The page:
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From: (paul_lin_at_[hidden])
Date: 2003-10-31 01:50:27

Hi, Volodya:

Sorry for late reply...
--- In jamboost_at_[hidden], Vladimir Prus <ghost_at_c...> wrote:
> The same problem arisen with intel toolset, which, on linux, is
> link-compatible with gcc, so yes, a solution is needed. If you
could propose
> one, that would be great. Basically, we need some way to say,
> "<toolset>intel" is compatible with "<toolset>gcc", even if
<toolset> is
> link-incompatible. The devil is in the detail -- how to say that.

This topic would focus on the relationships among value strings,
not only in two property-sets belong to two different targets
but also one property-set to single target.

I separate it into two parts.

A. property refinement in a target
B. the relationship between two target

A. property refinement in a target :

As everybody knows, when we build a target, applying
different property-sets to it may produce different variants.
BBv2 provides 'requirements', 'usage-requirements',
'default-build', and 'command line' mechanisms to
constitute the final property-set of a target.

No matter where the property-sets come from, the issue is
how they are refined and merged together. BBv2 decide
two property sets are link-compatible only if
there's no link-incompatible feature which has
different values in those property sets,
like '<threading>multi' and '<threading>single',
but not those of different features, like
'<target-os>freebsd' and '<toolset>msvc'.

As Volodya mentioned, it is possible that <toolset>intel
and <toolset>gcc are link-compatible on linux
(maybe <target-os>linux in the future).
Although he might mean the property-sets on two targets,
I think there might be the same situation for merging
property-sets on a target.

So I image that if it is possible to figure out
the relationships of properties, just like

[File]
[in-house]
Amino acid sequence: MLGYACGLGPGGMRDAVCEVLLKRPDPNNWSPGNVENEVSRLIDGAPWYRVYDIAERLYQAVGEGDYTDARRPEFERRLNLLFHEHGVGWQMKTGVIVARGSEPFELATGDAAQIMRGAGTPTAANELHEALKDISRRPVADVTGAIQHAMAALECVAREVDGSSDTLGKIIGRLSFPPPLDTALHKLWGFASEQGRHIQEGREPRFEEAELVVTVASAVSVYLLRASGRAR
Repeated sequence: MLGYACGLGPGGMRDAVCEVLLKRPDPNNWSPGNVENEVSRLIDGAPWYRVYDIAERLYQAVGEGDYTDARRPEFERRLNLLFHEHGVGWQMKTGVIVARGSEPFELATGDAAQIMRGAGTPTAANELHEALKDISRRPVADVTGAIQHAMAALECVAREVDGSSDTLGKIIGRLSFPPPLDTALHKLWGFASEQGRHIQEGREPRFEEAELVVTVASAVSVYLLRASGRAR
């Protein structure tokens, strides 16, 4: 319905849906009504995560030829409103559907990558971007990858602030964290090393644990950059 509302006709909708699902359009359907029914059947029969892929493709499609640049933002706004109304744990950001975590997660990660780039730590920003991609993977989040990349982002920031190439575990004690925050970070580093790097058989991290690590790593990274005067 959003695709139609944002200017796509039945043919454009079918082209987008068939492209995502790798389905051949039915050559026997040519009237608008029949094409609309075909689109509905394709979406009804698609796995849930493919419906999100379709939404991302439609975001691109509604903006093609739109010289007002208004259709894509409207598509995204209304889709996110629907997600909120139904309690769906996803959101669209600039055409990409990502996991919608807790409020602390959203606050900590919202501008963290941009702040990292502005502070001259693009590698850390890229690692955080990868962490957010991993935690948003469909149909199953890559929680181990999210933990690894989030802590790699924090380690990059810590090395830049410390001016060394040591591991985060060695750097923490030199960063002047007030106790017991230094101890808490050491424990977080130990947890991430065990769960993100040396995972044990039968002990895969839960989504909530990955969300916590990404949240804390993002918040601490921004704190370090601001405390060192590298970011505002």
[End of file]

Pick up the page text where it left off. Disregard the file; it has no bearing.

conditional properties, but more powerful,
more kinds of relationships. Of course, the relations
are not limited to binary ones.
We can define some relation types in advance,
and then add the property-tuples to the relation-sets.

R1 = { (a, b), (a, c) ...}
R2 = { (a, b, c), (a, c, d)... }

BBv2 can refine property-sets according to
the relationships of properties. And conditional properties
is just one of the results from interpreting relations.

B. the relationship between two targets :

Like project relationships, they involve in passing attributes.
But in addition, build system must verifies
if the relationship is valid. BBv2 achieves this
by checking if the property-sets on them are link-compatible.
But some property-sets are link-compatible in some condition,
and link-incompatible in other condition,
like the situation Volodya mentioned.

So I image that there are constraints to determine whether
the property-sets on different targets are link-compatible or not.
They are also sets of tuples. And maybe we can find out
some common constraint pattern, such that if A exists,
then B and C are link-compatible.

Of cousrse, if property-tuples are too many, it is not efficient
to add them to relation-sets or constraint-pools one by one.

Therefor maybe we can adopt another way to declare a relation.
To specify the property of the relationship of
two or more features. And some of the feature attributes
might be used to figure out the relationships of properties
in the same feature. For example,

feature target-os : WinNT Win2000 WinXP Win2003 : ... back-

Then target A with <target-os>Win2000 can be link-compatible
with library B with <target-os>WinNT, but target A
with <target-os>WinNT are not link-compatible with library B
with <target-os>Win2000.

The build system interpret and validate the values of a feature
according to it's feature attributs when they appear
in a build request. I class the feature attributes into
three categories according to their characteristic.

1. specify the format of value strings, or more exactly,
the valid values of a feature, whether the feature has
default value or not, and whether it can be multi-valued or not.
-- "free" "optional" "path"

2. describe relationship between two targets or
one target and one external resource.
-- "dependency" "propagated" "link-incompatible"

3. helps to build system
-- "composite" "implicit" "incidental" "symmetric"

Maybe we can focus on one group at one time when we design.

Another thought, is it possible to realize inheritance of the
I mean that the children can be treated as is-a parent.
Ex. <variant>profile is not a <variant>release.

So that I can say <target-os>Win95 and <target-os>WinNT are
<target-os>Win32 and <target-os>Win2000 is a <target-os>WinNT.
It is impossible to figure out a inheritance path
by using the subproperty mechanism.



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